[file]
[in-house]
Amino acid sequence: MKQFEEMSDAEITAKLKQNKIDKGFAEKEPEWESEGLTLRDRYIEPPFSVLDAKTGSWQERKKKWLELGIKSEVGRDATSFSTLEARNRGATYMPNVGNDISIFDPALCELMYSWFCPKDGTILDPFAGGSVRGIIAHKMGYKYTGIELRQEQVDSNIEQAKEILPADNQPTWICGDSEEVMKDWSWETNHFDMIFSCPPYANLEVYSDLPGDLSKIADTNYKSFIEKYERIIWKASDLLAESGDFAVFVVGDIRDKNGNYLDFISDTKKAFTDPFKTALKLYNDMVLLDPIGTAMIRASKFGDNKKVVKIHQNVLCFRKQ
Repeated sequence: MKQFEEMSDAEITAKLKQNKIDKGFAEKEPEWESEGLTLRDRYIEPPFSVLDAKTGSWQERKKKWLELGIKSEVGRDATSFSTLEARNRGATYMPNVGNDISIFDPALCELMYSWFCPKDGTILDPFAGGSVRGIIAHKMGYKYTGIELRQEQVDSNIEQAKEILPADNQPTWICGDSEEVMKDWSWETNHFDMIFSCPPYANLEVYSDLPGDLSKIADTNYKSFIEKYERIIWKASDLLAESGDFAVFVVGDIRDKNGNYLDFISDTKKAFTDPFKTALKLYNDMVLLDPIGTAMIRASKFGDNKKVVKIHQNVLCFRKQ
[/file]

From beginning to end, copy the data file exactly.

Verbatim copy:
[in-house]
Amino acid sequence: MKQFEEMSDAEITAKLKQNKIDKGFAEKEPEWESEGLTLRDRYIEPPFSVLDAKTGSWQERKKKWLELGIKSEVGRDATSFSTLEARNRGATYMPNVGNDISIFDPALCELMYSWFCPKDGTILDPFAGGSVRGIIAHKMGYKYTGIELRQEQVDSNIEQAKEILPADNQPTWICGDSEEVMKDWSWETNHFDMIFSCPPYANLEVYSDLPGDLSKIADTNYKSFIEKYERIIWKASDLLAESGDFAVFVVGDIRDKNGNYLDFISDTKKAFTDPFKTALKLYNDMVLLDPIGTAMIRASKFGDNKKVVKIHQNVLCFRKQ
Repeated sequence: MKQFEEMSDAEITAKLKQNKIDKGFAEKEPEWESEGLTLRDRYIEPPFSVLDAKTGSWQERKKKWLELGIKSEVGRDATSFSTLEARNRGATYMPNVGNDISIFDPALCELMYSWFCPKDGTILDPFAGGSVRGIIAHKMGYKYTGIELRQEQVDSNIEQAKEILPADNQPTWICGDSEEVMKDWSWETNHFDMIFSCPPYANLEVYSDLPGDLSKIADTNYKSFIEKYERIIWKASDLLAESGDFAVFVVGDIRDKNGNYLDFISDTKKAFTDPFKTALKLYNDMVLLDPIGTAMIRASKFGDNKKVVKIHQNVLCFRKQ